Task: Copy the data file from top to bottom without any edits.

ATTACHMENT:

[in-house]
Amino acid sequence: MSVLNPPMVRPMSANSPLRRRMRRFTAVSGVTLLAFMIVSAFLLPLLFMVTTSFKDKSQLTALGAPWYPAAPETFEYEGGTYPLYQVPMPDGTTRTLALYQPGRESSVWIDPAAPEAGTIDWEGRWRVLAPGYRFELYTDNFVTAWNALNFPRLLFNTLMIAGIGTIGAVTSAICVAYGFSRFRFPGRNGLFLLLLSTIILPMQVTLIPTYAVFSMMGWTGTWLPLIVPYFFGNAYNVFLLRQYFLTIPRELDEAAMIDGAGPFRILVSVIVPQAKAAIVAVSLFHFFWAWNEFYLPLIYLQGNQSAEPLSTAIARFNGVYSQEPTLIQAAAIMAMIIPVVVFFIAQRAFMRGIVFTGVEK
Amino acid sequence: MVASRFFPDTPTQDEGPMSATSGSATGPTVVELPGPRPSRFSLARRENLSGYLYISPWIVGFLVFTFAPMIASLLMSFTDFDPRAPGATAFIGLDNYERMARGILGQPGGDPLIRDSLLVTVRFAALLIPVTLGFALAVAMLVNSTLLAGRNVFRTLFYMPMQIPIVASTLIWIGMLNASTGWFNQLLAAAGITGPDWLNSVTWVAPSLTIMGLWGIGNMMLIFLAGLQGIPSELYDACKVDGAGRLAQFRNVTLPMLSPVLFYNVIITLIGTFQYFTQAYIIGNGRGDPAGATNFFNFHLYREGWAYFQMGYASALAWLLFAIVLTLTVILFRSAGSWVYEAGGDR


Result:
[in-house]
Amino acid sequence: MSVLNPPMVRPMSANSPLRRRMRRFTAVSGVTLLAFMIVSAFLLPLLFMVTTSFKDKSQLTALGAPWYPAAPETFEYEGGTYPLYQVPMPDGTTRTLALYQPGRESSVWIDPAAPEAGTIDWEGRWRVLAPGYRFELYTDNFVTAWNALNFPRLLFNTLMIAGIGTIGAVTSAICVAYGFSRFRFPGRNGLFLLLLSTIILPMQVTLIPTYAVFSMMGWTGTWLPLIVPYFFGNAYNVFLLRQYFLTIPRELDEAAMIDGAGPFRILVSVIVPQAKAAIVAVSLFHFFWAWNEFYLPLIYLQGNQSAEPLSTAIARFNGVYSQEPTLIQAAAIMAMIIPVVVFFIAQRAFMRGIVFTGVEK
Amino acid sequence: MVASRFFPDTPTQDEGPMSATSGSATGPTVVELPGPRPSRFSLARRENLSGYLYISPWIVGFLVFTFAPMIASLLMSFTDFDPRAPGATAFIGLDNYERMARGILGQPGGDPLIRDSLLVTVRFAALLIPVTLGFALAVAMLVNSTLLAGRNVFRTLFYMPMQIPIVASTLIWIGMLNASTGWFNQLLAAAGITGPDWLNSVTWVAPSLTIMGLWGIGNMMLIFLAGLQGIPSELYDACKVDGAGRLAQFRNVTLPMLSPVLFYNVIITLIGTFQYFTQAYIIGNGRGDPAGATNFFNFHLYREGWAYFQMGYASALAWLLFAIVLTLTVILFRSAGSWVYEAGGDR